One week from today, the Type Directors Club in New York will host a lecture by Adrian Wilson about his collection of ephemeral lettering artifacts from the English textile trade of the 1800s and early 1900s. Wilson was kind enough to provide me with some sample images (below) and an interesting PDF describing the collection.
The topic of fabric merchant labels is an obscure one, but there seem to be many parallels with similarly intriguing fruit crate labels from roughly the same period. The text from the PDF gives some background on what Wilson will be discussing…
The 1842 Design and Copyright Act required that all pieces of cloth had to be clearly stamped of labeled with a “faceplate” that included the supplier’s identifying mark, and the cloth’s type and length.
Wilson’s collection — which he salvaged from cotton warehouses in Manchester, England — includes “over 2,000 hand-made wood and copper stamps used for printing the marks, around 4,000 unpublished printed stamp designs, and around 800 paper shippers’ tickets”. He was a guest on BBC’s Antiques Roadshow in 2005, but the collection has still yet to be shown publicly at any significant level.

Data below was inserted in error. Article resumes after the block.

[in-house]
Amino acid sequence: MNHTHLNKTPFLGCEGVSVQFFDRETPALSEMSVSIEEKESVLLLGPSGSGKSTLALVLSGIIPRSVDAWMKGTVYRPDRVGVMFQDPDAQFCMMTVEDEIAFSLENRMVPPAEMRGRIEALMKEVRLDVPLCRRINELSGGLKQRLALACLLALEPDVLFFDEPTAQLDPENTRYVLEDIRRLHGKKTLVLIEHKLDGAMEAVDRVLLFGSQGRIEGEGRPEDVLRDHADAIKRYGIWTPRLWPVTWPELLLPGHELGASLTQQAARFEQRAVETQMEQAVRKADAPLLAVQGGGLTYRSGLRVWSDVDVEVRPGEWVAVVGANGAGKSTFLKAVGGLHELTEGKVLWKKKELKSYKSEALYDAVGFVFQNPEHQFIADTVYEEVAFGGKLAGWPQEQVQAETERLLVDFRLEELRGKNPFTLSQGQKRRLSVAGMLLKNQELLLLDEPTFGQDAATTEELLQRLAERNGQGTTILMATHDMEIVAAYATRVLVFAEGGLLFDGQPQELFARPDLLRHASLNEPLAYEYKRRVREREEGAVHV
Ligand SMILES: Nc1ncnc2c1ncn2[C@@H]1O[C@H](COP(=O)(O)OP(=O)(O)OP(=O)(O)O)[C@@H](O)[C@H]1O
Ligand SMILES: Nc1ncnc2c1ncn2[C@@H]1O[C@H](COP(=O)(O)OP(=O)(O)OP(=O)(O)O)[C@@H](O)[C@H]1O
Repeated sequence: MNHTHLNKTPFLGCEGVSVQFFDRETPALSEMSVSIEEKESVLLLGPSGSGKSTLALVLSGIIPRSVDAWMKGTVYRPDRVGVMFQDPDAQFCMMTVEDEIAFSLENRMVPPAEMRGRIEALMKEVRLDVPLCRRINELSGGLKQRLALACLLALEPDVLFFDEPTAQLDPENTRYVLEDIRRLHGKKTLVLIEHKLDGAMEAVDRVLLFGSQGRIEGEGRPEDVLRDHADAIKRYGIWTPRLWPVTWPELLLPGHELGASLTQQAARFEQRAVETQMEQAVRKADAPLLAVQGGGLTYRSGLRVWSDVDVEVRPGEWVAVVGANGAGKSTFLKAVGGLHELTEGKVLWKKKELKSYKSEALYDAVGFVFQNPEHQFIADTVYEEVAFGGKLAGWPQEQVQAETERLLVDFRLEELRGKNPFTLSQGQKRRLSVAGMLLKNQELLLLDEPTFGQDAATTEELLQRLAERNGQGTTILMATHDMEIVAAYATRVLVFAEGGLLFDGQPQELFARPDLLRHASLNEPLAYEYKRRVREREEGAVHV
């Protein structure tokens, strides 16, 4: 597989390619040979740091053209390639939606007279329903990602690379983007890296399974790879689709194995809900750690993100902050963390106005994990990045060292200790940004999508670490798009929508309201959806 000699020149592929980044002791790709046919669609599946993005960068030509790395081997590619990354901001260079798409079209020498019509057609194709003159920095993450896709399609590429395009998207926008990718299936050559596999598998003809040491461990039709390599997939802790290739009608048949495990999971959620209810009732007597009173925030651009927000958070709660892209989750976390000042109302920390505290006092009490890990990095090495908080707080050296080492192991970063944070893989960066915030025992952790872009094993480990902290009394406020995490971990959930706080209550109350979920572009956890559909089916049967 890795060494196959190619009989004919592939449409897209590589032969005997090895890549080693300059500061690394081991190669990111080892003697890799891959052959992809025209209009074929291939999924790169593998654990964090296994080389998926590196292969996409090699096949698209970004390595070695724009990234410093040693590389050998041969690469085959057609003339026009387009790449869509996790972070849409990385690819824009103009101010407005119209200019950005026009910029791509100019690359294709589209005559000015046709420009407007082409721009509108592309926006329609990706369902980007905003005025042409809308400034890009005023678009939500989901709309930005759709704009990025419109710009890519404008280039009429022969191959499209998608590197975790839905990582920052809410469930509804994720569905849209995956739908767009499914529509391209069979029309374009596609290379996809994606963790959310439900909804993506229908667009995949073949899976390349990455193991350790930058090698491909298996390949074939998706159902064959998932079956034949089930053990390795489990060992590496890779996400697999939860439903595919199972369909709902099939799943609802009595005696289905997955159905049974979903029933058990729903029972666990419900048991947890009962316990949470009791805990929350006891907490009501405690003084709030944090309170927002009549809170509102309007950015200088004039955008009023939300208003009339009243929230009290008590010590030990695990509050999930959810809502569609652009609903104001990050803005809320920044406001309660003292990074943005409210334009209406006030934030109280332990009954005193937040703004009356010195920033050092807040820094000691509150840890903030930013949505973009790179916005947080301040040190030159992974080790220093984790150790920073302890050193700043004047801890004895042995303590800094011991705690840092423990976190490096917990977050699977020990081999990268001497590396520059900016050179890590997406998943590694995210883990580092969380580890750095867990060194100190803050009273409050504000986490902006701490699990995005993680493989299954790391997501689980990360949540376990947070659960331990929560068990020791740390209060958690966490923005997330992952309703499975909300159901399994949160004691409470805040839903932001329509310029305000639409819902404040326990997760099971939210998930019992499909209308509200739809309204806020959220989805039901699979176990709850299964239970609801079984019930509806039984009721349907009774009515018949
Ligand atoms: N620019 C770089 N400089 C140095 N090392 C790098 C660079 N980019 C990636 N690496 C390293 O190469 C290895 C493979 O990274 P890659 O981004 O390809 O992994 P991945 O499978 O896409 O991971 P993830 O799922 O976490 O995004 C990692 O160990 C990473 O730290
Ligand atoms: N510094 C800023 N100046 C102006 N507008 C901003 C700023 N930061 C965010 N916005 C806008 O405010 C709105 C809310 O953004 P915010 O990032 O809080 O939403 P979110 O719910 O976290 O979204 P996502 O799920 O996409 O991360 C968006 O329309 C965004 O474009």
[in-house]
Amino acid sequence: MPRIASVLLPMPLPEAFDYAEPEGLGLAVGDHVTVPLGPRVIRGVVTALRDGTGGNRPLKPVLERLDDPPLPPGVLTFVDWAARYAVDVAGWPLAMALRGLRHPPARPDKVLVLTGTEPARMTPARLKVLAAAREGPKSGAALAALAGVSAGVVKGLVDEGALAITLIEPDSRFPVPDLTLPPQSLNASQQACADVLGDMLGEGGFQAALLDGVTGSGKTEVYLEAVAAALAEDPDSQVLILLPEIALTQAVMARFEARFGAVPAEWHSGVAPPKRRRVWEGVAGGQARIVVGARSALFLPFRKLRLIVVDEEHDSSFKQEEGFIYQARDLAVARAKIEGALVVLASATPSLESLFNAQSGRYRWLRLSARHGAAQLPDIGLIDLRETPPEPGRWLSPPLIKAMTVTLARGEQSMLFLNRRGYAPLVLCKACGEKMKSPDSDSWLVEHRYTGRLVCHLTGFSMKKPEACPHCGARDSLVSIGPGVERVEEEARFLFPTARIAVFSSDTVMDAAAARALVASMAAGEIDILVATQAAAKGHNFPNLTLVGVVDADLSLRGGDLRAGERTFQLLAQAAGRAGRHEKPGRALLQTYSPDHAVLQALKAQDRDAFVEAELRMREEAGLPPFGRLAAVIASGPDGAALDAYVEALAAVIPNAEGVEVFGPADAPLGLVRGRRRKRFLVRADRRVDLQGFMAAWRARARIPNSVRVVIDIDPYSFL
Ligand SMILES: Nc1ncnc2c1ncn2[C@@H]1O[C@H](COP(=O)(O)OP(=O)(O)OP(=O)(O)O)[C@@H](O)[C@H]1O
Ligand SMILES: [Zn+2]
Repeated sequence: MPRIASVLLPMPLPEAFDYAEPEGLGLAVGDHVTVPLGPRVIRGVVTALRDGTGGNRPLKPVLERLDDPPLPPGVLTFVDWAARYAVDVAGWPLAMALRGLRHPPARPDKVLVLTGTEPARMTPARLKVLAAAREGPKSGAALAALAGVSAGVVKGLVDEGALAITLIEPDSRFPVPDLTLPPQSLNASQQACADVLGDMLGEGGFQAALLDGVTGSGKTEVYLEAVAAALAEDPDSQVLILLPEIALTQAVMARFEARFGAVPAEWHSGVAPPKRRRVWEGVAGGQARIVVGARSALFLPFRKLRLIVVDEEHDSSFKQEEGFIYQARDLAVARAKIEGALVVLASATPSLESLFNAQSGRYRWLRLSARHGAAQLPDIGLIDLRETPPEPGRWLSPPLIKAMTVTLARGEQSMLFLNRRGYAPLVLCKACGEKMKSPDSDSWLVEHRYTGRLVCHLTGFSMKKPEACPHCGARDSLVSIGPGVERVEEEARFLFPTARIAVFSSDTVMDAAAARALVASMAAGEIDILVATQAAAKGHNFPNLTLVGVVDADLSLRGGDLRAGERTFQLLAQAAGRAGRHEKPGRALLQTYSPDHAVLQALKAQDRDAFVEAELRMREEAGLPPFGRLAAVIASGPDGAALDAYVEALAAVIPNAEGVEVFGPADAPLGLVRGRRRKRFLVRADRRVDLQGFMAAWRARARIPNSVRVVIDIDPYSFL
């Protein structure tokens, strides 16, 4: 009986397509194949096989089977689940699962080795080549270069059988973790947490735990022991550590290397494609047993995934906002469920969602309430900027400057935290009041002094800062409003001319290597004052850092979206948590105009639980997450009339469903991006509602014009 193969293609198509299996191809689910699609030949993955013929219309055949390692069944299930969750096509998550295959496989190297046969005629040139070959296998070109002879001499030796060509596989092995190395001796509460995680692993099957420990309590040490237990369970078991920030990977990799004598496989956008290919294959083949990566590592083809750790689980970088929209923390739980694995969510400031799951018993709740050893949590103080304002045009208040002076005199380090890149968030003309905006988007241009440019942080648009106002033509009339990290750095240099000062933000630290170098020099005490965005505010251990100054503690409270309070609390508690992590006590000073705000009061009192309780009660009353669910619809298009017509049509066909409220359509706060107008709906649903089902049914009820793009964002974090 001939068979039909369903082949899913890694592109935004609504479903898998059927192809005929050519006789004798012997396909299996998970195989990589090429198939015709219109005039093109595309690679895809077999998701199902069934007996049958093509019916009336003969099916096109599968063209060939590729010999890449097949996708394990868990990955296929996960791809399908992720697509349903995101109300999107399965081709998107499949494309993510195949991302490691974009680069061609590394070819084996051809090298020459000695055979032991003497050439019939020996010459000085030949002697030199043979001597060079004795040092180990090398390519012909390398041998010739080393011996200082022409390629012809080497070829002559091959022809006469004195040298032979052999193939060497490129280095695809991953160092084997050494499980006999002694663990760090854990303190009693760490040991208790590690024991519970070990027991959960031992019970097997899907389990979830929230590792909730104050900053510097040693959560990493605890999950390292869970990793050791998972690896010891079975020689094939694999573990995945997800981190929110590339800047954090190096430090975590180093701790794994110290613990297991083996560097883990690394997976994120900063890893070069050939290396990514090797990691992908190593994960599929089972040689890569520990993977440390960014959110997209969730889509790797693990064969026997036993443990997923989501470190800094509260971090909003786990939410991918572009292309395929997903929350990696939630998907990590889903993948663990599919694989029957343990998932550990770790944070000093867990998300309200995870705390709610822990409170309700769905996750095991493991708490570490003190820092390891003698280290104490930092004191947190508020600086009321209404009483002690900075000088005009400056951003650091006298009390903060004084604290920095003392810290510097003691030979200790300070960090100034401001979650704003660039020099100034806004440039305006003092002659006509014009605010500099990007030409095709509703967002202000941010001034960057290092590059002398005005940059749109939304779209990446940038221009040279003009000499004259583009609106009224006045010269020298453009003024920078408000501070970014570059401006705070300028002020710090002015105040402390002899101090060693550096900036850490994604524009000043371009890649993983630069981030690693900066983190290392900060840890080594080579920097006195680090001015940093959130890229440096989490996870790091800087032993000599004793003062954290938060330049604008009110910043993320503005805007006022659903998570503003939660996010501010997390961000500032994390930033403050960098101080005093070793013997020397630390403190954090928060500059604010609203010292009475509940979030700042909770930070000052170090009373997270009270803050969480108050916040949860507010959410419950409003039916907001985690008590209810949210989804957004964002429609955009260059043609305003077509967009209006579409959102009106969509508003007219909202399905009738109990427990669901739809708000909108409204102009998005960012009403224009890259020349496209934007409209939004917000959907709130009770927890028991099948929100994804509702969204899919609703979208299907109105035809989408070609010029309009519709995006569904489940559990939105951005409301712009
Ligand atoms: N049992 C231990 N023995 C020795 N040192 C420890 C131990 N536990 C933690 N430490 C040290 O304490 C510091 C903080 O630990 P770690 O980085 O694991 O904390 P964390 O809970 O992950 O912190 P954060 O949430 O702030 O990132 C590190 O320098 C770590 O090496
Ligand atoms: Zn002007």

Even after seeing all the background info and sample images, I’m still not 100% sure what to expect from the lecture. I am pretty confident, though, that it will include a lot of ornamented 19th-century lettering; and that’s enough for me.
What: TEXTile, a lecture about the typography of the 19th century textile trade
When: January 28, 2010; 6–8 PM
Where: Type Directors Club; 347 W 36th St, #603; New York, NY [map]
Cost: Free for TDC members; $20 for non-members; $15 for students
Registration: E-mail email@example.com or call 212-633-8943